Monday, May 17, 2010

HOW THE MIGHTY FALL

BY ANDLEEB ABBAS

Organisations without a true purpose, mission and values are always in danger of losing their way in their fanatical obsession for more and more growth and profits

The lethal combination of money, power and sex are age-old recipes for failure. Nearly every fall from grace, be it individual or organisational, can be traced to their mad pursuit. Yet, history repeats itself repeatedly. From the corporate world to the world of politics and sports, human nature keeps on displaying its amazing ability to destroy those very foundational bases on which they launched their platform of growth and progress. From Tiger Woods to Shashi Tharoor and from IPL to Toyota, the sad story of individuals and organisations indulging in negligence, deception and arrogance, leading to their disgrace and downfall, keeps on reminding us that unbound success is perhaps more dangerous than limited failure.

Sustainable success is based on the basic principles of hard work and an honest pursuit of worthy goals. Tiger Woods was perhaps the classic example of this path to progress. With total perseverance and persistence, he did the undoable. Golf being for the rich, for the white and for the famous saw in Tiger a new hero who was neither white nor rich and famous, but through sheer hard work and single-minded focus he became a symbol of genuine success. This image of disciplined behaviour was what brought him the billion-dollar sponsorship deals from Nike, Gillette, Rolex and many more. As they say, the true test of a person’s character comes on two occasions: one when he is successful and the other when he is a failure. People without the foundational strength of character find it very difficult not to become slaves to their ego. They get so used to living an image that they forget who they really are. The Tiger image has now become more sheepish with story after story of his less than mortal flings with every woman in sight. With his image cracked, he is losing billions in sponsorship despite his PR team’s carefully crafted re-branding effort of the repentant family man and the rejuvenated sportsman.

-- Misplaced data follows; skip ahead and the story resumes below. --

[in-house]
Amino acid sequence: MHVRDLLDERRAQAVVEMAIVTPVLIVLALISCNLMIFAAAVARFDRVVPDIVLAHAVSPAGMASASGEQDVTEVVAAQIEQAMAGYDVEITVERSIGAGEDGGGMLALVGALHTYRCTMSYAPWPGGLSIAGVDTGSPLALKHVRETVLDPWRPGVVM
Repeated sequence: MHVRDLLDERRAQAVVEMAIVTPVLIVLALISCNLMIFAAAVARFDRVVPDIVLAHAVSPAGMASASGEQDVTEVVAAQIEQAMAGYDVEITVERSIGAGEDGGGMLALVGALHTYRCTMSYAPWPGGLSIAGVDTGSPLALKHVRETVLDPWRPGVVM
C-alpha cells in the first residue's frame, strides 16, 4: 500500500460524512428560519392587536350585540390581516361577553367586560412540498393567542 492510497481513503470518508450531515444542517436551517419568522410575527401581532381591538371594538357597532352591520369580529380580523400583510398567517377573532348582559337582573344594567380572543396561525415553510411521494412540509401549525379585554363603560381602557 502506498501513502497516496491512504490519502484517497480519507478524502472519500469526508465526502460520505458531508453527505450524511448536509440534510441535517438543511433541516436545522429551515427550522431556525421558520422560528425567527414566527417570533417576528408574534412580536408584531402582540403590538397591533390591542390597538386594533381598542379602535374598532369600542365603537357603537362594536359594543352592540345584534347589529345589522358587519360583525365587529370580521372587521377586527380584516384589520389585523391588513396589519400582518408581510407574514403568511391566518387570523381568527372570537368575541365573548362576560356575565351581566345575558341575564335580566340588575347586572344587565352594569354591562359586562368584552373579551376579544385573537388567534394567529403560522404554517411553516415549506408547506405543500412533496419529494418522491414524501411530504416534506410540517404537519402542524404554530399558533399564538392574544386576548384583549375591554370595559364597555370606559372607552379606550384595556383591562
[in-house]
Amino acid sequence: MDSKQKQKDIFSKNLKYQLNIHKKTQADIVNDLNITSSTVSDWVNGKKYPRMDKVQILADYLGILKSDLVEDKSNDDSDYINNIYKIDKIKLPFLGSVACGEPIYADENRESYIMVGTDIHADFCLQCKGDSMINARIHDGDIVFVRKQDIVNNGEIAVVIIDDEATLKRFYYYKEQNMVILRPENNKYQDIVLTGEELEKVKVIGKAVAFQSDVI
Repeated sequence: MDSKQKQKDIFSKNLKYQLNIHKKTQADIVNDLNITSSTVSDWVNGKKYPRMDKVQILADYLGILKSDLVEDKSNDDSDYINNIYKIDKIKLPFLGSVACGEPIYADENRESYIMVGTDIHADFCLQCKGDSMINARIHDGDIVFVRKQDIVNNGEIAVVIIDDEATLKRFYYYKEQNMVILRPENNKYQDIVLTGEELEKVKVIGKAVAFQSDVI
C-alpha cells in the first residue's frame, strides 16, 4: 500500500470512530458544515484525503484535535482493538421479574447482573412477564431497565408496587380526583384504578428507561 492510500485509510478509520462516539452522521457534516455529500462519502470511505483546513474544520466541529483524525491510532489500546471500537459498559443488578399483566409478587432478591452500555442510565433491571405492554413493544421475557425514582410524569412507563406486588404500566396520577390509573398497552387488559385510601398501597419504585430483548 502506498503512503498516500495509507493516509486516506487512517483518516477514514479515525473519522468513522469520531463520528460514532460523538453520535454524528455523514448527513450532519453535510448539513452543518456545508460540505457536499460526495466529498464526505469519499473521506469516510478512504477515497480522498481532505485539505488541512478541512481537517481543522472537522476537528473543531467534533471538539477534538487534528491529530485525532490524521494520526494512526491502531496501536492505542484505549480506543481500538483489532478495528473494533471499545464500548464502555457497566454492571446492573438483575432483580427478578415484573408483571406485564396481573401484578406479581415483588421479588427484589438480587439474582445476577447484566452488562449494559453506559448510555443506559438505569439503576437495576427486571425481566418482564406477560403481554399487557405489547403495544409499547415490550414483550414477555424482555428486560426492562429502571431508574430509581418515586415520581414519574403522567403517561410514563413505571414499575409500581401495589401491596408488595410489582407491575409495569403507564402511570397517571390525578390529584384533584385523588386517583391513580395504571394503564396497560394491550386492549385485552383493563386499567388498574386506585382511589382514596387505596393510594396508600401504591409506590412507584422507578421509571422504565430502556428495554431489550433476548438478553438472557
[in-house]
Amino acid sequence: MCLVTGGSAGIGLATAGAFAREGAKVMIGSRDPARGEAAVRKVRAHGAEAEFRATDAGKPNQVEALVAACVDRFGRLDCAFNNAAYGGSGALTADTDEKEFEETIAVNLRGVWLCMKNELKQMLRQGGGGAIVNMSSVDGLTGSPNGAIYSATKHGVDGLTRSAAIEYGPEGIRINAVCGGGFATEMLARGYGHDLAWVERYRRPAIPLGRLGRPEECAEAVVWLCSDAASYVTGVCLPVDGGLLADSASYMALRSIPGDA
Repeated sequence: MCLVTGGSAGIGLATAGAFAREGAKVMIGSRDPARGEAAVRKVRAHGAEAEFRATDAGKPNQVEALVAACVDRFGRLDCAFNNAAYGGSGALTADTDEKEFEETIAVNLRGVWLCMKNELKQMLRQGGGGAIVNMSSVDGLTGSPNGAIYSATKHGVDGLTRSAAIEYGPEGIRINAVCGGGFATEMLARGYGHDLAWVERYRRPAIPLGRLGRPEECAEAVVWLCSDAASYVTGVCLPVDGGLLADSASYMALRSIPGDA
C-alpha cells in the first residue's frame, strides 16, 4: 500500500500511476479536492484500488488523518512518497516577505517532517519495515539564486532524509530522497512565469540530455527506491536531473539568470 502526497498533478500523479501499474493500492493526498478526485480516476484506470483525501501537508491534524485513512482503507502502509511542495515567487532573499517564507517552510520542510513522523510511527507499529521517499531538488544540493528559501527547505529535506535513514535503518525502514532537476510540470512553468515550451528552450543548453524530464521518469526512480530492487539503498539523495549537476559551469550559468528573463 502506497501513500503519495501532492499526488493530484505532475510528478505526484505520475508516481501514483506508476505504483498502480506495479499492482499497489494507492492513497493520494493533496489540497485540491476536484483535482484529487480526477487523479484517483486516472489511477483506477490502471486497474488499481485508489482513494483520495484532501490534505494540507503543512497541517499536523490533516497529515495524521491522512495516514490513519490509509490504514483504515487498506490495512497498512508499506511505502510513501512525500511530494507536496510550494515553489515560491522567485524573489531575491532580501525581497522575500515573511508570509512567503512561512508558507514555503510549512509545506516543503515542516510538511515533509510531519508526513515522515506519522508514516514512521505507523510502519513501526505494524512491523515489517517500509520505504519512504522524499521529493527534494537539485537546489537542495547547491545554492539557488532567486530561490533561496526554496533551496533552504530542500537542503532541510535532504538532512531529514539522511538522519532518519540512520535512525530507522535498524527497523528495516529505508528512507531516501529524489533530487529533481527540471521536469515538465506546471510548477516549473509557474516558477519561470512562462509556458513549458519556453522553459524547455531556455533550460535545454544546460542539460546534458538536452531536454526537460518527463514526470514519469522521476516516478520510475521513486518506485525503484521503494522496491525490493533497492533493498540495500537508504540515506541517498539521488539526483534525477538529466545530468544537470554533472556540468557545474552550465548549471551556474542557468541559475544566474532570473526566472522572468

Another type of star personality comprises those who use their urbane sophistication to climb the political and organisational ladder. These are people who apparently have a smooth demeanour, wonderful communication abilities and seemingly charming personalities. Shashi Tharoor, the Indian junior minister, fits this bill very well. Having worked for most of his career for the UN, he has perfected the art of saying the politically correct thing, yet committing a morally corrupt action with equal ease. At the UN he had climbed to the level of being an under-secretary-general of Kofi Annan and, at one time, was tipped to take over the secretary general’s role. However, his involvement in a sexual harassment case and the oil-for-food Iraq misappropriation led to the end of his career at the UN. Similarly, his tenure as a junior minister has been riddled with question marks. The recent scandal on his IPL commission dealings on money and favours to his girlfriend are familiar stories for those who have known about his chequered past.